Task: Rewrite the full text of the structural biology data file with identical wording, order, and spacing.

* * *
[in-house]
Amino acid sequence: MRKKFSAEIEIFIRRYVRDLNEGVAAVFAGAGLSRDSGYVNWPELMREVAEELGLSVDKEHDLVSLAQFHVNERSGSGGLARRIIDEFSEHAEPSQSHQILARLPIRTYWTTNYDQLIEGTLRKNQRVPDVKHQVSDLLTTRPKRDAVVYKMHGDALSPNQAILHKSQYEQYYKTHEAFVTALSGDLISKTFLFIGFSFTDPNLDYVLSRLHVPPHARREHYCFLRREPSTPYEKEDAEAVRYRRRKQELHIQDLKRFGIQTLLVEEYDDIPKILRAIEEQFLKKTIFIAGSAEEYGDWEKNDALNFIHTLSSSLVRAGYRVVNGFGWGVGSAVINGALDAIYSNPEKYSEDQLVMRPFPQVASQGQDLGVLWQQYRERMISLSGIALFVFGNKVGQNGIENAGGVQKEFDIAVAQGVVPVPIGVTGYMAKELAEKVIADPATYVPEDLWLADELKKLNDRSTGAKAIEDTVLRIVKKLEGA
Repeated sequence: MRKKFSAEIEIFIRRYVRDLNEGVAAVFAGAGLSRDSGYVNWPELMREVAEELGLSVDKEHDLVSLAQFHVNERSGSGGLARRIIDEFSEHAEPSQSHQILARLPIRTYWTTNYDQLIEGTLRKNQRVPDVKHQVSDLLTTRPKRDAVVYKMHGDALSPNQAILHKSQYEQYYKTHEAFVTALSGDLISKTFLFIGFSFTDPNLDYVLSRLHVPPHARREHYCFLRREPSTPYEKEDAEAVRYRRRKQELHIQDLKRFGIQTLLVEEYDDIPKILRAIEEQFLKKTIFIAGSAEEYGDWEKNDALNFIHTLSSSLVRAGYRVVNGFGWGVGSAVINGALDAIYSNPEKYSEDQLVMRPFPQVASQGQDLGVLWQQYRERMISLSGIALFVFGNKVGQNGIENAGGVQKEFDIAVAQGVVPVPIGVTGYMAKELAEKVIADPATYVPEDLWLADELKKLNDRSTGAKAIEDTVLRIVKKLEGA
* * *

[in-house]
Amino acid sequence: MRKKFSAEIEIFIRRYVRDLNEGVAAVFAGAGLSRDSGYVNWPELMREVAEELGLSVDKEHDLVSLAQFHVNERSGSGGLARRIIDEFSEHAEPSQSHQILARLPIRTYWTTNYDQLIEGTLRKNQRVPDVKHQVSDLLTTRPKRDAVVYKMHGDALSPNQAILHKSQYEQYYKTHEAFVTALSGDLISKTFLFIGFSFTDPNLDYVLSRLHVPPHARREHYCFLRREPSTPYEKEDAEAVRYRRRKQELHIQDLKRFGIQTLLVEEYDDIPKILRAIEEQFLKKTIFIAGSAEEYGDWEKNDALNFIHTLSSSLVRAGYRVVNGFGWGVGSAVINGALDAIYSNPEKYSEDQLVMRPFPQVASQGQDLGVLWQQYRERMISLSGIALFVFGNKVGQNGIENAGGVQKEFDIAVAQGVVPVPIGVTGYMAKELAEKVIADPATYVPEDLWLADELKKLNDRSTGAKAIEDTVLRIVKKLEGA
Repeated sequence: MRKKFSAEIEIFIRRYVRDLNEGVAAVFAGAGLSRDSGYVNWPELMREVAEELGLSVDKEHDLVSLAQFHVNERSGSGGLARRIIDEFSEHAEPSQSHQILARLPIRTYWTTNYDQLIEGTLRKNQRVPDVKHQVSDLLTTRPKRDAVVYKMHGDALSPNQAILHKSQYEQYYKTHEAFVTALSGDLISKTFLFIGFSFTDPNLDYVLSRLHVPPHARREHYCFLRREPSTPYEKEDAEAVRYRRRKQELHIQDLKRFGIQTLLVEEYDDIPKILRAIEEQFLKKTIFIAGSAEEYGDWEKNDALNFIHTLSSSLVRAGYRVVNGFGWGVGSAVINGALDAIYSNPEKYSEDQLVMRPFPQVASQGQDLGVLWQQYRERMISLSGIALFVFGNKVGQNGIENAGGVQKEFDIAVAQGVVPVPIGVTGYMAKELAEKVIADPATYVPEDLWLADELKKLNDRSTGAKAIEDTVLRIVKKLEGA